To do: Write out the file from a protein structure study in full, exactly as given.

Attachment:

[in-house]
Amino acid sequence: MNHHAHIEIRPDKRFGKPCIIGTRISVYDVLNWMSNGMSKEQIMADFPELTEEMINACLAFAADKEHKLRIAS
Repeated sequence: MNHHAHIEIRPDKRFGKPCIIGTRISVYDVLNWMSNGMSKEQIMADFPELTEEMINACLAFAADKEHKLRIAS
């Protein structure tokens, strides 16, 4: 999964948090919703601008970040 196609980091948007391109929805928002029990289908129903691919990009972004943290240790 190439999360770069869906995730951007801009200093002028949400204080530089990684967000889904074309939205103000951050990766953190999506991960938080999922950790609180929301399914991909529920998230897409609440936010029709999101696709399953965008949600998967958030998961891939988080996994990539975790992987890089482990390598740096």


[in-house]
Amino acid sequence: MNHHAHIEIRPDKRFGKPCIIGTRISVYDVLNWMSNGMSKEQIMADFPELTEEMINACLAFAADKEHKLRIAS
Repeated sequence: MNHHAHIEIRPDKRFGKPCIIGTRISVYDVLNWMSNGMSKEQIMADFPELTEEMINACLAFAADKEHKLRIAS
């Protein structure tokens, strides 16, 4: 999964948090919703601008970040 196609980091948007391109929805928002029990289908129903691919990009972004943290240790 190439999360770069869906995730951007801009200093002028949400204080530089990684967000889904074309939205103000951050990766953190999506991960938080999922950790609180929301399914991909529920998230897409609440936010029709999101696709399953965008949600998967958030998961891939988080996994990539975790992987890089482990390598740096």